• On Iraq, Mr. Bush cited substantial progress, and he reminded us that the United States is indeed safer without Saddam Hussein around -- and his WMD programs of which weapons inspectors have found plentiful evidence. Out of the 55 top cards in the Iraqi deck, 45 have been captured and are in U.S. hands. Iraqis are working side by side with Americans to make their country a better place.
  • On the Patriot Act, Mr. Bush defended strongly one of the most controversial aspects of the war on terrorism, which will surely become a target in the presidential campaign. Law enforcement needs all the tools it can get to deal with the insidious spread of terror groups within the United States, he said. This is true, yet it is also true that this field will continue to require constant oversight and vigilance against encroachments on Americans' civil liberties.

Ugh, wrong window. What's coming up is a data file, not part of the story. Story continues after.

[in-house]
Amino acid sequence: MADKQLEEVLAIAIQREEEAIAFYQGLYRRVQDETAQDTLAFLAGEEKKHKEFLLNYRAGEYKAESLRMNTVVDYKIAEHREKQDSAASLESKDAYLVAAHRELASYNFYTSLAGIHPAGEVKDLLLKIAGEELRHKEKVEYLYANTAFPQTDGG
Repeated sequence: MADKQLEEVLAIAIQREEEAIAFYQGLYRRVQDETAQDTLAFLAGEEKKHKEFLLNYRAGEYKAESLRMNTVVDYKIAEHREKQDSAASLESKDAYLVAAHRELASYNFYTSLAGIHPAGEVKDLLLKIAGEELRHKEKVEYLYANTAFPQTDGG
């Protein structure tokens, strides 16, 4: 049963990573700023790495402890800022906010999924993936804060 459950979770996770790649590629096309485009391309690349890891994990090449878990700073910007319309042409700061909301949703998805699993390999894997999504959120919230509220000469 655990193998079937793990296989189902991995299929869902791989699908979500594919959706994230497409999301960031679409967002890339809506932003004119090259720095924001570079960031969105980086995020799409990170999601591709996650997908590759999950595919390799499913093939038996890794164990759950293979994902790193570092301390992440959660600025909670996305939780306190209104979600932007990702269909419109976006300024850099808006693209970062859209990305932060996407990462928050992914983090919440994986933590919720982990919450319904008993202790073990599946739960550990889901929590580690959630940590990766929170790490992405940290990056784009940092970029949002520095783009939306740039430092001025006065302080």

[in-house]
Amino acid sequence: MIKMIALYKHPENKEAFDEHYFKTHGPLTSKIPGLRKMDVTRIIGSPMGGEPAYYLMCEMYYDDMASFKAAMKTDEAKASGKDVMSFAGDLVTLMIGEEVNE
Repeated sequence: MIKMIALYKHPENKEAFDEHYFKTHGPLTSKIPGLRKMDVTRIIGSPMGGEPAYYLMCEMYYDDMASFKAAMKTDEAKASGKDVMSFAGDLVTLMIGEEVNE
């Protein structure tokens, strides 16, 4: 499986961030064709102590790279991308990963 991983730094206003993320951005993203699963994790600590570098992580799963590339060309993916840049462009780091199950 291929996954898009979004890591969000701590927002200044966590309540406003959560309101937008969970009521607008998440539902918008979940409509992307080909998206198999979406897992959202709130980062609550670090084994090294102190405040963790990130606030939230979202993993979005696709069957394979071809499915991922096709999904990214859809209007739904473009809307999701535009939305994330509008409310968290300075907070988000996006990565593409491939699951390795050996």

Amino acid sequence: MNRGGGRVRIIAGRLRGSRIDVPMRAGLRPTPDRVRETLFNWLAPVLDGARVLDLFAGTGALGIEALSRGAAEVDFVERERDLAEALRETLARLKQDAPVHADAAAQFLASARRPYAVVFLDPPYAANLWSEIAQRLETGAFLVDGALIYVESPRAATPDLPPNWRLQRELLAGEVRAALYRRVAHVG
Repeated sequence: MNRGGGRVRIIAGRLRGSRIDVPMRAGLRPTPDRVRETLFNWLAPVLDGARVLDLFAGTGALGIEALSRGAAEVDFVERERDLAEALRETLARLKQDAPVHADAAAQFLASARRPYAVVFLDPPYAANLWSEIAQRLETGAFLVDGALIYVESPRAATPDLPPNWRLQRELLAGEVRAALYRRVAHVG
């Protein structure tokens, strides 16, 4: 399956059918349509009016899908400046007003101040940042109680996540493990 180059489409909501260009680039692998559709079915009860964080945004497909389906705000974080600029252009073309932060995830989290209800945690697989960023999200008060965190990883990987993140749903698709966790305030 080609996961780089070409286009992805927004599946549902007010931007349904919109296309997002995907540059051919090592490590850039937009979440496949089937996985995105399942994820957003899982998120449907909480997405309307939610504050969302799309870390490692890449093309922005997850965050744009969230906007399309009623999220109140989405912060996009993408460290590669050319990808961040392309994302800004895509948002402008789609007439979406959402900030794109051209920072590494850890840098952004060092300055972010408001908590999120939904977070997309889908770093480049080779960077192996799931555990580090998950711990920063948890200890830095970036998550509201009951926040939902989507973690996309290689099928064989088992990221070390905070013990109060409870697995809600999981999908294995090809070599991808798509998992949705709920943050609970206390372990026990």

"We are living in a time of great change," the President said. "Yet some things endure -- courage and compassion, reverence and integrity, respect for differences of faith and race. The values we try to live by never change. And they are instilled in us by fundamental institutions, such as families, and schools, and religious congregations. These institutions -- the unseen pillars of civilization -- must remain strong in America..."

Defending the American homeland without challenging the civil liberties we love will remain one of the President's most difficult challenges.

Helle Dale is Deputy Director of the Kathryn and Shelby Cullom Davis Institute for International Studies at The Heritage Foundation.


Helle C. Dale
Helle Dale

Senior Fellow for Public Diplomacy